A new study found that attractive female students earn higher grades than their unattractive female peers. The study was conducted by Rey Hernández-Julián and Christina Peters, who are economics professors at Metropolitan State University of Denver. They used volunteers (who were not students or professors) to rate the attractiveness of students from their college I.D. cards.
After rating attractiveness, they then examined 168,092 course grades awarded to those students. For female students, an increase of one standard deviation in attractiveness was associated with a 0.024 increase in grade (on a 4.0 scale). For male students, looks did not have a significant effect on grades. So basically it's a terrifying combination of gender inequality and double standards.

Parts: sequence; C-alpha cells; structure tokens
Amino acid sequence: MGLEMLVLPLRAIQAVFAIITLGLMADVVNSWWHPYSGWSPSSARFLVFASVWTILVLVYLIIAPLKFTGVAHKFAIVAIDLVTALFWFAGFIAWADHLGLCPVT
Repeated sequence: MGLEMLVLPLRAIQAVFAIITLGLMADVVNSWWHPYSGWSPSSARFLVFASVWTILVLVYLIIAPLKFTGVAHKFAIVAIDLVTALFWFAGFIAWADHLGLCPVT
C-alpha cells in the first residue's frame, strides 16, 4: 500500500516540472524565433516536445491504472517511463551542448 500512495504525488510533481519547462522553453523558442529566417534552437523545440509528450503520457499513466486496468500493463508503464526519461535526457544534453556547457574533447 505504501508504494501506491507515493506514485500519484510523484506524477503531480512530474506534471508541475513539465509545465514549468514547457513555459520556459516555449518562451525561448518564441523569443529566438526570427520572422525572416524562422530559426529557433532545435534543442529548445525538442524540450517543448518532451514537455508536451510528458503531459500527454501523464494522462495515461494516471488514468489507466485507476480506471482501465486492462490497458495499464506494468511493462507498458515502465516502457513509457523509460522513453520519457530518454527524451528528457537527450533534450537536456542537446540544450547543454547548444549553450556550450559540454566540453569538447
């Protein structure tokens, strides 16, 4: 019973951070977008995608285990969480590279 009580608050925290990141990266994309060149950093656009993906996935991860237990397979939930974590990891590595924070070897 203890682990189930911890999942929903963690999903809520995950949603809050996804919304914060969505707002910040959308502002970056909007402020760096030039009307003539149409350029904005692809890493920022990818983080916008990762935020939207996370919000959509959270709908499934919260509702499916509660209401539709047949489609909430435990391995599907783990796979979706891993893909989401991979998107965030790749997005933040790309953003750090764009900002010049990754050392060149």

The worst news from the results is that the attractiveness gap in grades appears to result more from lower grades for less attractive women than from higher grades for the most attractive women. It is important to note that this is a single study that has not been replicated, so its results are not necessarily found at all colleges and universities. And it's no reason to throw shade at college students; plenty of them are thoughtful, selfless people regardless of their looks.